Last week, Dr. Sheryl Sorby presented “Engineering Education at Crossroads- Getting There from Here,” at the Institute for Engineering Education and Innovation’s (IEEI) Distinguished Speaker Series hosted by Dr. Tracy Hammond, Director, IEEI.
She spoke about her journey into engineering education, provided a brief introduction to her research and development efforts in spatial skills. (Her research findings indicated that well-developed spatial skills are a key to success in STEM fields and spatial skills training has a positive impact on STEM performance, especially women and girls.) She then elaborated on her vision for engineering education of the future.
Sorby pointed out that our current curricula values mass-production of students using a cookie-cutter approach. Furthermore, the curriculum does not appeal to large segments of our society like minorities. There is too much competition, entry requirements are too strict and the problems are rather uninspiring. We are also training for jobs of the past and not for jobs of the future. She highlighted the need for engineering faculty to recognize their own role in propagating a system that does not meet the needs of tomorrow’s society.
Her suggestions included setting up an industry 4.0 curriculum with stackable credentials (customizable degrees), Math and Science credentials (students could choose from a list, rather than one set path), project-based learning everywhere and an interesting and welcoming appeal to a broad array of learners (we need all creative thinkers at the table- not just the people who look and think like us). She also recommended creating a curriculum Task Force, charged with examining the curriculum to better prepare students for the jobs of tomorrow, appealing to a broad array of learners by examining and making recommendations regarding dispelling systemic racism in our programs and institutions, and allowing flexibility for student choice and degree customization.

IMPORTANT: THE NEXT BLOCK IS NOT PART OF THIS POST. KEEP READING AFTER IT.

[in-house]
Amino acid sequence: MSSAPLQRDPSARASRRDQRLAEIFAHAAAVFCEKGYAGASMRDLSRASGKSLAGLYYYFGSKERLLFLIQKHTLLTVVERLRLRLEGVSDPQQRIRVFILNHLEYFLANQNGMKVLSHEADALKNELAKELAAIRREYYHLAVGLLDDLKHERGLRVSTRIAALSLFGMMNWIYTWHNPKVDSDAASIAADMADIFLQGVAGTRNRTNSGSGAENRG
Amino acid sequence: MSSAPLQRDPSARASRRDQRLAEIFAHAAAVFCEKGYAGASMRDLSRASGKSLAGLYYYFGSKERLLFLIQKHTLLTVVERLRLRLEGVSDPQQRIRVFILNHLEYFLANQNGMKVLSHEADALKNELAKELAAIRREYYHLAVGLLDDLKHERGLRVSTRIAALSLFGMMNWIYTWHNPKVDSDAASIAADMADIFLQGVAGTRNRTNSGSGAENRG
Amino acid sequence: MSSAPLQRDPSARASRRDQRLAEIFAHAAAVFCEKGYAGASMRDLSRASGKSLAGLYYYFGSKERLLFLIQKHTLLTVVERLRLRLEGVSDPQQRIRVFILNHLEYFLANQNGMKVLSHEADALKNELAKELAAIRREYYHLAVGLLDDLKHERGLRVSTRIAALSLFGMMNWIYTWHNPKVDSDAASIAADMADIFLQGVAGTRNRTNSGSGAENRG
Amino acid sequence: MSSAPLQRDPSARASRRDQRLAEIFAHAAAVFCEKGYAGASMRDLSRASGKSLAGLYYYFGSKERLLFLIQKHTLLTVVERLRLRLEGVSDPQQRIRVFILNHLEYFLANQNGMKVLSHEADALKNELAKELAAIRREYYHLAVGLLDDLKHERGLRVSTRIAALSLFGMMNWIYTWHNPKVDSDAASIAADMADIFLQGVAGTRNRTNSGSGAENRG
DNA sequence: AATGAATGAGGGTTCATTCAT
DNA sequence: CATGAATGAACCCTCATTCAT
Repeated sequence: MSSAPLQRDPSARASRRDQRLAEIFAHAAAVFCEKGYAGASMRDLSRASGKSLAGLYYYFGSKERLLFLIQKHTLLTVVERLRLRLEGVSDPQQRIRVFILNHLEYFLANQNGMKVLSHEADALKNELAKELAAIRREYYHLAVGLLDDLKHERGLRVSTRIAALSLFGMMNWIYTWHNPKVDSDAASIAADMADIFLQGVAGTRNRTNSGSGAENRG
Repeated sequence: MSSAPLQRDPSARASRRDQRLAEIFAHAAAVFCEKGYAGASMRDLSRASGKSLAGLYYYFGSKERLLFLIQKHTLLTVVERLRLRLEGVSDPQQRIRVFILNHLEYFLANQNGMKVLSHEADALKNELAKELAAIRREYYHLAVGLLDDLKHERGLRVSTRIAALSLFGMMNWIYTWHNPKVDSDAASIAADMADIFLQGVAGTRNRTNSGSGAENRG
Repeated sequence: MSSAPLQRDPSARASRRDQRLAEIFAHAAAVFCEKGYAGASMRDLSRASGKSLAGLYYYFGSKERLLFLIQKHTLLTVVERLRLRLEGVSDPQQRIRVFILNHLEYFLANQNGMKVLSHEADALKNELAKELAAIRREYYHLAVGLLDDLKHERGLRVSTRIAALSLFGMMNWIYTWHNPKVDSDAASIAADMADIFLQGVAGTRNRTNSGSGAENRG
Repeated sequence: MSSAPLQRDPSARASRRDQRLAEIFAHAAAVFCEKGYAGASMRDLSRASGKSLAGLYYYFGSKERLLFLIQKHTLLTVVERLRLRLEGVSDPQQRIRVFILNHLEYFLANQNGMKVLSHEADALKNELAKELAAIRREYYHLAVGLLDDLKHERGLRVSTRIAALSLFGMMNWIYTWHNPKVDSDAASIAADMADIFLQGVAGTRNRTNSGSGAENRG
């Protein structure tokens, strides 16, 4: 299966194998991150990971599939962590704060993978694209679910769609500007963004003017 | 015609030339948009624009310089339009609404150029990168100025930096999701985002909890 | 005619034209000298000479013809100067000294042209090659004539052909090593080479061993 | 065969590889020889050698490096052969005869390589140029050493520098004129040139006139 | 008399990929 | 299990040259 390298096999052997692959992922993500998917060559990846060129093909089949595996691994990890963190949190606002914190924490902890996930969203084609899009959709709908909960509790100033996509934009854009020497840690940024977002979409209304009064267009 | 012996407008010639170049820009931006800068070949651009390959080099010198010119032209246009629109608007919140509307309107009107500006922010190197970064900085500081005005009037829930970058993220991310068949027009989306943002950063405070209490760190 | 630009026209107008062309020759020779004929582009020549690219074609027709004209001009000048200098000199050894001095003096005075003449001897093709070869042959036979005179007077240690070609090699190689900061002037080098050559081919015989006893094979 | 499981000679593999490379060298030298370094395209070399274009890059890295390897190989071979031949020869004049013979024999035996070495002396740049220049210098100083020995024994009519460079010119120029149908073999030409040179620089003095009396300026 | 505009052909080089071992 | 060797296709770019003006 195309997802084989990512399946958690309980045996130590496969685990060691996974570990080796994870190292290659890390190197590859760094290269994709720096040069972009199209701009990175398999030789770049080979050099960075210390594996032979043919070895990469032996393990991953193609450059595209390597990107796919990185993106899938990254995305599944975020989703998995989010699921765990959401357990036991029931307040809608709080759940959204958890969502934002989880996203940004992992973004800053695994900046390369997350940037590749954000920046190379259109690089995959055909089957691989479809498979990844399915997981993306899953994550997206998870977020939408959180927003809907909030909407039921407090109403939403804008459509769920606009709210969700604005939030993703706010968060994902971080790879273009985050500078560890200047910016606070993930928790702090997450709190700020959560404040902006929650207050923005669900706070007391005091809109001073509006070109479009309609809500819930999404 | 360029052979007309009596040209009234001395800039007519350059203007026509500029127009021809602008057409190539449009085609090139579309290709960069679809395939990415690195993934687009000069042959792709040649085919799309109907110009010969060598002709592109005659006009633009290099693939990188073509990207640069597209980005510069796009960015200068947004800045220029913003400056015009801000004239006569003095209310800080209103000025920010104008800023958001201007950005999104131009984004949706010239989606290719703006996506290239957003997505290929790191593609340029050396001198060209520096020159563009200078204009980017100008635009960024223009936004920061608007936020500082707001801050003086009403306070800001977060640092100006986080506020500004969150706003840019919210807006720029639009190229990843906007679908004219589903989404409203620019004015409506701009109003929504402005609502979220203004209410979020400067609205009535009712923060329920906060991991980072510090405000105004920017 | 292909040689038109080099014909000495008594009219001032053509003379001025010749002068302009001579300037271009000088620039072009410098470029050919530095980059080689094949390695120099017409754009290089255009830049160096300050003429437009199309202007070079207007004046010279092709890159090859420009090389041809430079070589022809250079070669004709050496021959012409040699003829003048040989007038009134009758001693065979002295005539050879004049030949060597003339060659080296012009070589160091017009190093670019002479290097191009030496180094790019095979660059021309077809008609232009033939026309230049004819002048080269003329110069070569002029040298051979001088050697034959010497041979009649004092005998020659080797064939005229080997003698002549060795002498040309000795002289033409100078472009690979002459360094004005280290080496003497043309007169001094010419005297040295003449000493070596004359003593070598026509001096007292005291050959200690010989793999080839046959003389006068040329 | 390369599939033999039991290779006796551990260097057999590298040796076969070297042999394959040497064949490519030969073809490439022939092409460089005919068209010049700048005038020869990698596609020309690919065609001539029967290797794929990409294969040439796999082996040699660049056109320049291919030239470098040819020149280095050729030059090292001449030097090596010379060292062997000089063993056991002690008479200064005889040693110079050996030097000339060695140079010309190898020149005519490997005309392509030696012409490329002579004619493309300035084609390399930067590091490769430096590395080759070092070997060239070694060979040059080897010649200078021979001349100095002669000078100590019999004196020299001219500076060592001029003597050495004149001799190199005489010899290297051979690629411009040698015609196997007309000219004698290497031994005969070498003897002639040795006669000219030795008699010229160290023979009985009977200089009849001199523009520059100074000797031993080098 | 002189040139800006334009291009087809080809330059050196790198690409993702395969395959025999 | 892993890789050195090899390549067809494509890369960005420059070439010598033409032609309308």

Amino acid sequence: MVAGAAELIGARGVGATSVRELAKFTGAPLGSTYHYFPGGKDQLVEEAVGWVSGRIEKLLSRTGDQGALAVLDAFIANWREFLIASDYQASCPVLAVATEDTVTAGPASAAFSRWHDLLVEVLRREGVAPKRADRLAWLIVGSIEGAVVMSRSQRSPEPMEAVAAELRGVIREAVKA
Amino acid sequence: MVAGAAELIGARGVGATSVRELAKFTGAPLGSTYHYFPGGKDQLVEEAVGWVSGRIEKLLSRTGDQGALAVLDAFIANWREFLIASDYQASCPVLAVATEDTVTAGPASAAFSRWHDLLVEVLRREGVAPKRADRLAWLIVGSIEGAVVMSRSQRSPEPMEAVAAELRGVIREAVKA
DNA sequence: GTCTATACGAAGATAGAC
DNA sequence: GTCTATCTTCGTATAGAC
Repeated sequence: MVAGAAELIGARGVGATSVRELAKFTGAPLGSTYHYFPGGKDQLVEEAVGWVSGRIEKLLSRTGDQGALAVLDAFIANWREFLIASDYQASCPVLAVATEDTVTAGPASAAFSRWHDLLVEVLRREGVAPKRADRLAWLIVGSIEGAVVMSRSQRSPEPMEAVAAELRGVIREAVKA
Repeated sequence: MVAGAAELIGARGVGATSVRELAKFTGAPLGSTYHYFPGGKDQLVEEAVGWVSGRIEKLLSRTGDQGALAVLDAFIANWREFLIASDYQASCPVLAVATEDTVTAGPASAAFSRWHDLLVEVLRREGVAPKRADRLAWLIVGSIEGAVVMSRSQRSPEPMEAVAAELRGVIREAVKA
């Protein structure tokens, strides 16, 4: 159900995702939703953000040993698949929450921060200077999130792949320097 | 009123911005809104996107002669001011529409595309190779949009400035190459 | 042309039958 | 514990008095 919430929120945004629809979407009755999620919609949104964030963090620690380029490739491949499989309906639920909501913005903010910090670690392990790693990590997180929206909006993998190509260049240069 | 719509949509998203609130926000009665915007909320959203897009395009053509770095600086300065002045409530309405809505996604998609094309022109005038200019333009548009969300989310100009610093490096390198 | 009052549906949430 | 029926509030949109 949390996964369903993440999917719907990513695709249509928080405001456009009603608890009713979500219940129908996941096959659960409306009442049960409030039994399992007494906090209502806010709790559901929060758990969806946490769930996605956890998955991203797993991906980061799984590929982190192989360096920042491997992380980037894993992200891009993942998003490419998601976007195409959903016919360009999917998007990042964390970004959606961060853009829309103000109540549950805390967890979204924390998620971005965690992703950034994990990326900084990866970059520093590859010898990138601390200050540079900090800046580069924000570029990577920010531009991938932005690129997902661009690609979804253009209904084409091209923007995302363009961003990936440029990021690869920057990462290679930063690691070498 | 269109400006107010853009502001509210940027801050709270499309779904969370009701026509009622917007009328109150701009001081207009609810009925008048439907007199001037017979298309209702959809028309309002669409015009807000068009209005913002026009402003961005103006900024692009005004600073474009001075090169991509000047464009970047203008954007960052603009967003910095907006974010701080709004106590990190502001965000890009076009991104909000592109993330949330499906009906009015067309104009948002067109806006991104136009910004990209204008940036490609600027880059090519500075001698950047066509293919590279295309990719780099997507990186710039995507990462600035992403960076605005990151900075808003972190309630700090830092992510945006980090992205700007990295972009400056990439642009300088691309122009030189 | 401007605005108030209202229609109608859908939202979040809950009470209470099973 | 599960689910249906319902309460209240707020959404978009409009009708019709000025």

Sheryl Sorby is currently a Professor of Engineering Education at the University of Cincinnati. She was a Fulbright Scholar at the Dublin Institute of Technology in Dublin, Ireland conducting research in engineering education and is a professor emerita of Mechanical Engineering-Engineering Mechanics at Michigan Technological University. She is the former Associate Dean for Academic Programs in the College of Engineering at Michigan Tech and served at the National Science Foundation as a Program Director in the Division of Undergraduate Education for nearly three years.
Prior to her appointment as Associate Dean, Dr. Sorby served as chair of the Engineering Fundamentals Department at Michigan Tech. In this capacity, she was responsible for the development and delivery of the newly adopted First Year Engineering Program at Michigan Tech. She received a BS in Civil Engineering, an MS in Engineering Mechanics, and a PhD in Mechanical Engineering-Engineering Mechanics, all from Michigan Tech. Dr. Sorby is a Fellow of the American Society for Engineering Education and is the current President of ASEE.